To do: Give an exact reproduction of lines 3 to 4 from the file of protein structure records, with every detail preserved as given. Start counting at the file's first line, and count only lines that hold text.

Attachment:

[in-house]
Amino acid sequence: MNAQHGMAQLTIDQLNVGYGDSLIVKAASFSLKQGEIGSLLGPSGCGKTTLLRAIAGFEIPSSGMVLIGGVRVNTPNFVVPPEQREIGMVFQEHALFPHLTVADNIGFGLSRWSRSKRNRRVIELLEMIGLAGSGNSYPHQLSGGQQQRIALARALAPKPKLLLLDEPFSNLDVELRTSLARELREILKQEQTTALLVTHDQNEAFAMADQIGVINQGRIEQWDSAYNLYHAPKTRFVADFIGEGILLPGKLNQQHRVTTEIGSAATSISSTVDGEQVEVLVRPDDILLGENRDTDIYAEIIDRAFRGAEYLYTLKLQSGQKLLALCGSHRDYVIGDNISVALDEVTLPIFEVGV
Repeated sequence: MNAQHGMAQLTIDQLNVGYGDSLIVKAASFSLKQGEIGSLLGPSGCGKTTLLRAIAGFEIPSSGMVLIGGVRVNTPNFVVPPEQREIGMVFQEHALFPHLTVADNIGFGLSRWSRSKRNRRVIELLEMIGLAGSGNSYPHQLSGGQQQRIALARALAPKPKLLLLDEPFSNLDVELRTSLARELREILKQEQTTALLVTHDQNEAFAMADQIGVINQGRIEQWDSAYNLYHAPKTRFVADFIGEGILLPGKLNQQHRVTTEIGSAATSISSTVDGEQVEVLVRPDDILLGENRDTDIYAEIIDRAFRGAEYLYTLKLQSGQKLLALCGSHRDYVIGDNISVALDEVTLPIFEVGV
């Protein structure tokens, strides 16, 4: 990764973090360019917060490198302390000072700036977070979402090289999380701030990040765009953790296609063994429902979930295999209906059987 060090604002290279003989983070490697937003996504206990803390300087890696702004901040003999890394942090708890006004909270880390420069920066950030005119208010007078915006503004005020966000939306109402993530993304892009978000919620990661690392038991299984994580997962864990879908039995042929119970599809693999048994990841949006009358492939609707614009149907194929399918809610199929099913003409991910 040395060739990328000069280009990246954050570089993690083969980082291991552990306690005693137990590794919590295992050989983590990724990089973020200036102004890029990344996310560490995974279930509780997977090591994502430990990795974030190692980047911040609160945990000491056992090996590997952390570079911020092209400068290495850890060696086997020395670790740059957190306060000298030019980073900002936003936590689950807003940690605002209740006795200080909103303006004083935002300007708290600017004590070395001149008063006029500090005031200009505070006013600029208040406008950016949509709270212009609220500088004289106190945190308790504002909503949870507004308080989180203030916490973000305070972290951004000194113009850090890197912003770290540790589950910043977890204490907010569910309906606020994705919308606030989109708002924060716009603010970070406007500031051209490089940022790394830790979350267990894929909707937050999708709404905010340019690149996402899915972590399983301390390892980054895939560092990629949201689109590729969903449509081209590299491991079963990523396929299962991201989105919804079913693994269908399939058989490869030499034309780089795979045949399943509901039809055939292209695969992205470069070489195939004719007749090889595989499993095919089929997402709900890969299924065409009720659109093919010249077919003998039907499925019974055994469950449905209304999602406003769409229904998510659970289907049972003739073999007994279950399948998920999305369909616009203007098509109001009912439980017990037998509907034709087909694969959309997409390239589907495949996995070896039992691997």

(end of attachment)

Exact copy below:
Repeated sequence: MNAQHGMAQLTIDQLNVGYGDSLIVKAASFSLKQGEIGSLLGPSGCGKTTLLRAIAGFEIPSSGMVLIGGVRVNTPNFVVPPEQREIGMVFQEHALFPHLTVADNIGFGLSRWSRSKRNRRVIELLEMIGLAGSGNSYPHQLSGGQQQRIALARALAPKPKLLLLDEPFSNLDVELRTSLARELREILKQEQTTALLVTHDQNEAFAMADQIGVINQGRIEQWDSAYNLYHAPKTRFVADFIGEGILLPGKLNQQHRVTTEIGSAATSISSTVDGEQVEVLVRPDDILLGENRDTDIYAEIIDRAFRGAEYLYTLKLQSGQKLLALCGSHRDYVIGDNISVALDEVTLPIFEVGV
């Protein structure tokens, strides 16, 4: 990764973090360019917060490198302390000072700036977070979402090289999380701030990040765009953790296609063994429902979930295999209906059987 060090604002290279003989983070490697937003996504206990803390300087890696702004901040003999890394942090708890006004909270880390420069920066950030005119208010007078915006503004005020966000939306109402993530993304892009978000919620990661690392038991299984994580997962864990879908039995042929119970599809693999048994990841949006009358492939609707614009149907194929399918809610199929099913003409991910 040395060739990328000069280009990246954050570089993690083969980082291991552990306690005693137990590794919590295992050989983590990724990089973020200036102004890029990344996310560490995974279930509780997977090591994502430990990795974030190692980047911040609160945990000491056992090996590997952390570079911020092209400068290495850890060696086997020395670790740059957190306060000298030019980073900002936003936590689950807003940690605002209740006795200080909103303006004083935002300007708290600017004590070395001149008063006029500090005031200009505070006013600029208040406008950016949509709270212009609220500088004289106190945190308790504002909503949870507004308080989180203030916490973000305070972290951004000194113009850090890197912003770290540790589950910043977890204490907010569910309906606020994705919308606030989109708002924060716009603010970070406007500031051209490089940022790394830790979350267990894929909707937050999708709404905010340019690149996402899915972590399983301390390892980054895939560092990629949201689109590729969903449509081209590299491991079963990523396929299962991201989105919804079913693994269908399939058989490869030499034309780089795979045949399943509901039809055939292209695969992205470069070489195939004719007749090889595989499993095919089929997402709900890969299924065409009720659109093919010249077919003998039907499925019974055994469950449905209304999602406003769409229904998510659970289907049972003739073999007994279950399948998920999305369909616009203007098509109001009912439980017990037998509907034709087909694969959309997409390239589907495949996995070896039992691997």